Of course that doesn't mean that anonymity should be the default online, just as e-commerce sites shouldn't replicate the real world experience of waiting on check-out lines. But, it's worth looking at the real world in this case because it can help undo anonymity's bad reputation, so that we can make a better judgment about what we want online.
Anonymity (including pseudonymity) does much good online. It also allows bad things to happen, but so does free speech. Before we tinker with the defaults, we ought to at least recognize what we may be giving up in the realms of (1) the political, (2) the social, and (3) the personal.
1. Anonymity allows people to say and do things that those in power don't like. It enables dissidents to speak and whistleblowers to blow their whistles.
2. Anonymity allows people to say and learn about things from which social conventions otherwise would bar them. It helps a confused teen explore gender issues.
3. Anonymity (and especially pseudonymity) enables a type of playing with our selves (yes, I know what I just said) that may turn out to be transformative of culture and society.
Anonymity also allows some awful things to happen more easily, but we can't fairly decide what we want to do about it unless we also acknowledge its benefits. Just as with free speech.
As David Kearns points out, some of these issues have to do with privacy. Since I'm interested in norms, I don't want to stipulate definitions of "privacy" and "anonymity," which is probably the only way to make their relationship crisply clear. The fact is that the two terms, as we use them in the real world, are murky alone and in relation. Roughly, when we talk about anonymity, we generally mean not knowing who I am, whereas when we talk about privacy, we generally mean not knowing things about me. (Logically, privacy includes anonymity since who I am is something to know about me, but in practice we use the terms separately.) In many instances, a strong right to privacy confers the benefits of anonymity. But, the real not-knowing of anonymity may be required in some regimes for people to feel free to speak. And it may have a subtle, liberating effect on the selves we're building in the new connected public.
Worse — at least if you insist on clarity — both terms are complex and gradated. Privacy is obviously something we can parcel out in dribs and drabs; that's what the new digital identity management systems enable. Anonymity sounds more binary, but because "who we are" is complex, so are the ways in which we can hold back information about who we are. An anonymous donor has probably identified herself to the organization that has agreed to withhold her name. An anonymous author may disclose that she has twenty years experience in the trade she's writing about. An anonymous stranger who runs after you with the wallet you dropped makes no effort to hide her face, even if she refuses to give her name. And the range of ways in which we are pseudonymous is enormous.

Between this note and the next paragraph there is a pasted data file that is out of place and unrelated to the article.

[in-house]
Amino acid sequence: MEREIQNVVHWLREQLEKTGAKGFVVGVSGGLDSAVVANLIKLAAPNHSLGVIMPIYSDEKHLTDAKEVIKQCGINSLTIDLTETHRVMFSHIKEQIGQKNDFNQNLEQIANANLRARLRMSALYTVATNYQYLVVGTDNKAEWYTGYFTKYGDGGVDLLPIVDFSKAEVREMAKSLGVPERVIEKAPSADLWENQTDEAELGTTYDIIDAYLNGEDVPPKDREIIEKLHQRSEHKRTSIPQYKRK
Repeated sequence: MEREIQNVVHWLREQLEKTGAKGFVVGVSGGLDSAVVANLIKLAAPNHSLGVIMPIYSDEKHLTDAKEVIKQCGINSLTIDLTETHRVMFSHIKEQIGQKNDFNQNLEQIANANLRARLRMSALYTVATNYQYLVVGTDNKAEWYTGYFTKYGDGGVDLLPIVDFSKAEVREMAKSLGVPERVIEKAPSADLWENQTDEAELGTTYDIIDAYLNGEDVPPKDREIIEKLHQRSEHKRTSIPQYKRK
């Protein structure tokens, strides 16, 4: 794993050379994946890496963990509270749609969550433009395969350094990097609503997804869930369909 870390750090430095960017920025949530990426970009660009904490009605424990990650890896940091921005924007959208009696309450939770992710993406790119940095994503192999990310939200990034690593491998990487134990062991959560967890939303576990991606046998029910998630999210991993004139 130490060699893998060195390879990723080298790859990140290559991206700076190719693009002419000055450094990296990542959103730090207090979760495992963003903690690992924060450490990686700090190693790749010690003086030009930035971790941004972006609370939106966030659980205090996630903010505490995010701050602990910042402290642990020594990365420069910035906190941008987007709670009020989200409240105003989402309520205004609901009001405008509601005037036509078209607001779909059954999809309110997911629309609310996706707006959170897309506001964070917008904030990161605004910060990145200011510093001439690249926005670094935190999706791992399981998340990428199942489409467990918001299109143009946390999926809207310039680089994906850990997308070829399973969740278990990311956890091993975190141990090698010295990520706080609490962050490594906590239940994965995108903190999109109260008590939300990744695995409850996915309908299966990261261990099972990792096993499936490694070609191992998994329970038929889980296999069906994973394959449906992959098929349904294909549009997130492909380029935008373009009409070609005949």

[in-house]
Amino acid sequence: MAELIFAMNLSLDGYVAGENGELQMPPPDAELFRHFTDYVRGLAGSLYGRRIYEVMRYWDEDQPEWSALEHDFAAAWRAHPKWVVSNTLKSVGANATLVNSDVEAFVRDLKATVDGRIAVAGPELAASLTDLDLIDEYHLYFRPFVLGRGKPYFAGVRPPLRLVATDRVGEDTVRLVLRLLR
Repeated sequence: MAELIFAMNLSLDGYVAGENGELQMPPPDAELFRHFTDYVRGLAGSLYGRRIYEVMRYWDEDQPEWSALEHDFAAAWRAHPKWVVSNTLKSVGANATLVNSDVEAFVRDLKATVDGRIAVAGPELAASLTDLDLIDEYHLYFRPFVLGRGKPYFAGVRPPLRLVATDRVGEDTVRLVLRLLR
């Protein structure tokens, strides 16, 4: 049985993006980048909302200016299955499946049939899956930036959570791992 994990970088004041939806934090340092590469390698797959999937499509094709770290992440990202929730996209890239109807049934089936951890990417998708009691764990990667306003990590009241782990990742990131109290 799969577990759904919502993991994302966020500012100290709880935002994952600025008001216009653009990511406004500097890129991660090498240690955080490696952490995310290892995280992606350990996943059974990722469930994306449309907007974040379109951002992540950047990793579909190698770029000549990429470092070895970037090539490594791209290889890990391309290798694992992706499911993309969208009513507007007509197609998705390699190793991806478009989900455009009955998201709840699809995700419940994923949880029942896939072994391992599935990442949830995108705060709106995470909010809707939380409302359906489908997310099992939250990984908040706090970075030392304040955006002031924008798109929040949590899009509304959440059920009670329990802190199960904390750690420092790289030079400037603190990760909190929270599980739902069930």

We don't have to sort this out entirely. Privacy, anonymity, publicness, responsibility, shame, freedom, self, community...these and other core terms are properly in a royal stew of meaning.
Before we have all this clear, we're going to have to make some decisions. My fear is that we are in the process of building a new platform for identity in order to address some specific problems. We will create a system that, like packaged software, has defaults built in. The most important defaults in this case will not be the ones explicitly built into the system by the software designers. The most important defaults will be set by the contingencies of an economic marketplace that does not particularly value anonymity, privacy, dissent, social role playing, the exploration of what one is ashamed of, and the pure delight of wearing masks in public. Economics will drive the social norms away from the social values emerging. That is my fear.
I have confidence that the people designing these systems are going to create the right software defaults. The people I know firsthand in this are privacy fanatics and insistent that individuals be in control of their data. This is a huge and welcome shift from where digital ID was headed just a few years ago. We all ought to sigh in relief that these folks are on the job.